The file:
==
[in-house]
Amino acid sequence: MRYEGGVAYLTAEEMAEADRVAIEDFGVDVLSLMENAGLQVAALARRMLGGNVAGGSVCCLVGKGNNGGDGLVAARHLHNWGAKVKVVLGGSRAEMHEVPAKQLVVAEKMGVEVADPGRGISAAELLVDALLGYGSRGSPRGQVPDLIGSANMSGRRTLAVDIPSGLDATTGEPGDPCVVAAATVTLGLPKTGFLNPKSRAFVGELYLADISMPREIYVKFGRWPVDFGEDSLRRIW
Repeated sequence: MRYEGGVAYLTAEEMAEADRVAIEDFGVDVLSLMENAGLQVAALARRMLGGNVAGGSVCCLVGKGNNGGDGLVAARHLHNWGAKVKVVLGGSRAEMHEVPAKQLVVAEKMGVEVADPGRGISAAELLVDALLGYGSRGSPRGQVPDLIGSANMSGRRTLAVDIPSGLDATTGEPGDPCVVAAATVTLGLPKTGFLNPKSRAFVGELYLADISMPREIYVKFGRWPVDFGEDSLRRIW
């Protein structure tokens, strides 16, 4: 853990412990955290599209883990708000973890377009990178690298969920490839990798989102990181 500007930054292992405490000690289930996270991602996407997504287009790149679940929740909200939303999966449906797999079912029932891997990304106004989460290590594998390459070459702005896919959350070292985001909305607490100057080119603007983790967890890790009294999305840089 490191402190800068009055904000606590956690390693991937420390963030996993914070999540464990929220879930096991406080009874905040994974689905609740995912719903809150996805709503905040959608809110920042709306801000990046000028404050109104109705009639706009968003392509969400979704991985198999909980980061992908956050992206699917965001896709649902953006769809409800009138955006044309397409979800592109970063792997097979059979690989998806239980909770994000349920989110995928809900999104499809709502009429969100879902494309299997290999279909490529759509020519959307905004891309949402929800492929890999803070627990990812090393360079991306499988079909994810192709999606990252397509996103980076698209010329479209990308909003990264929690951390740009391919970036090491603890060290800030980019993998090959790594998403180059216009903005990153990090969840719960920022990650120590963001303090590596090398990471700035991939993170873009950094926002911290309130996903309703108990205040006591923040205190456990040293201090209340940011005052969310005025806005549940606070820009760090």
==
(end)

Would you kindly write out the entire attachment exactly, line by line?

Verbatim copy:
[in-house]
Amino acid sequence: MRYEGGVAYLTAEEMAEADRVAIEDFGVDVLSLMENAGLQVAALARRMLGGNVAGGSVCCLVGKGNNGGDGLVAARHLHNWGAKVKVVLGGSRAEMHEVPAKQLVVAEKMGVEVADPGRGISAAELLVDALLGYGSRGSPRGQVPDLIGSANMSGRRTLAVDIPSGLDATTGEPGDPCVVAAATVTLGLPKTGFLNPKSRAFVGELYLADISMPREIYVKFGRWPVDFGEDSLRRIW
Repeated sequence: MRYEGGVAYLTAEEMAEADRVAIEDFGVDVLSLMENAGLQVAALARRMLGGNVAGGSVCCLVGKGNNGGDGLVAARHLHNWGAKVKVVLGGSRAEMHEVPAKQLVVAEKMGVEVADPGRGISAAELLVDALLGYGSRGSPRGQVPDLIGSANMSGRRTLAVDIPSGLDATTGEPGDPCVVAAATVTLGLPKTGFLNPKSRAFVGELYLADISMPREIYVKFGRWPVDFGEDSLRRIW
């Protein structure tokens, strides 16, 4: 853990412990955290599209883990708000973890377009990178690298969920490839990798989102990181 500007930054292992405490000690289930996270991602996407997504287009790149679940929740909200939303999966449906797999079912029932891997990304106004989460290590594998390459070459702005896919959350070292985001909305607490100057080119603007983790967890890790009294999305840089 490191402190800068009055904000606590956690390693991937420390963030996993914070999540464990929220879930096991406080009874905040994974689905609740995912719903809150996805709503905040959608809110920042709306801000990046000028404050109104109705009639706009968003392509969400979704991985198999909980980061992908956050992206699917965001896709649902953006769809409800009138955006044309397409979800592109970063792997097979059979690989998806239980909770994000349920989110995928809900999104499809709502009429969100879902494309299997290999279909490529759509020519959307905004891309949402929800492929890999803070627990990812090393360079991306499988079909994810192709999606990252397509996103980076698209010329479209990308909003990264929690951390740009391919970036090491603890060290800030980019993998090959790594998403180059216009903005990153990090969840719960920022990650120590963001303090590596090398990471700035991939993170873009950094926002911290309130996903309703108990205040006591923040205190456990040293201090209340940011005052969310005025806005549940606070820009760090």